We are so pleased to welcome the gentle and dynamic teaching presence of Julia Gallois as the Penguin’s Teacher for 2017. Julia is starting out her Primary career at BIS and we are honoured to be the educational model that she will have closest to her heart. The Rule Oriented Teaching Team of Sally and Tim will be working closely with Julia as this team supports the full cohort from Big Cats to Kestrels and Penguins. Welcome Julia!
Can you give us an overview of your background and training
Before studying at The University of Queensland, a part of me always knew I would be a teacher. Everything I have done has always centred around working with children; Teacher Aide work in a variety of schools, nannying, worked in a Before and After School care and Childcare. I come from a family of Teachers so it must be in my blood.
Growing up, I lived in England for six years before moving back to Australia and then spent a year studying Education at Syracuse University in New York. I only lasted there for a year because it was SOO COLD! I managed to travel around the States with new found friends, escaping the cold for a while, which was a fantastic experience.
I then spent a month living in Bali while I was doing a Practicum placement at Green School. This was a facinating experience and it made me fall in love with South East Asia. I love to travel and last year I took some time out of my degree to spend a year teaching English in Barcelona. I had never been but felt very drawn to the country; it would be a great way to learn Spanish!
During my year there I managed to travel to other exciting places including Marrakesh and many parts of Europe, including driving through 3 countries in one day (Bordeaux, France to Andorra then back down to Barcelona, Spain).
I started to harass Meli into passing my info onto Jen whilst I was in Spain as I wanted to do my final placement at BIS. Even though I was fairly certain that no job would come of it because it is such a small school, I knew I had to spend my longest practicum at BIS because everything that I had heard about it was something I wanted to experience for as long as I could. Then as fate would have it, I somehow managed to score the job of a lifetime and was offered a permanent, full time position at a school that I had always dreamed of being a part of. I still can’t believe how lucky I am.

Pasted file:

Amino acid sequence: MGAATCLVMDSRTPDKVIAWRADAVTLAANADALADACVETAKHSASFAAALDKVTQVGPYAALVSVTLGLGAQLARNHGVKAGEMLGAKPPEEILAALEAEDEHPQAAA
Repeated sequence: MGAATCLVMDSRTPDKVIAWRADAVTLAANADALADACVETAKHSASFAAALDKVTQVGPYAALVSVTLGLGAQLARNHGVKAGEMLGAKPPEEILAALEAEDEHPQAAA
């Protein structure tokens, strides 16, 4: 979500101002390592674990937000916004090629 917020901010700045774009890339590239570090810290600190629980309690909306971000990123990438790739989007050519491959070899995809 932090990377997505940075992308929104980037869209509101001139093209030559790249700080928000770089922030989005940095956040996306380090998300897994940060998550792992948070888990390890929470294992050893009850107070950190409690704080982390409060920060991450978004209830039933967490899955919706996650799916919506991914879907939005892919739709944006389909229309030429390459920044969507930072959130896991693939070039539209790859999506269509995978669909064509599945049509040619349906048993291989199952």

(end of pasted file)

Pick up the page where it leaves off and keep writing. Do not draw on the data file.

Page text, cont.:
Q&A to get to know you better
What led you to BIS?
The alternative teaching style that looks at children in a more holistic manner through the integral framework. What has made me even more impressed by it is the supportive nature of all the Teachers, Staff and general community.
What is your most exciting memory?
My most exciting memory would probably have to be just over a year ago when I took a chance and moved to Barcelona with no job, apartment or anyone that I knew and landed in this amazing city with everyone speaking all these different languages around me. Just walking the streets with the idea of not knowing what would happen or how my year would work out, while absorbing the incredible scenery around me, was such an exciting feeling I will not soon forget. I have had many other exciting moments in my life, though this one was exhilarating on a very personal level as I was really pushing my personal boundaries of comfort.
If you could change one thing in the world, what would it be?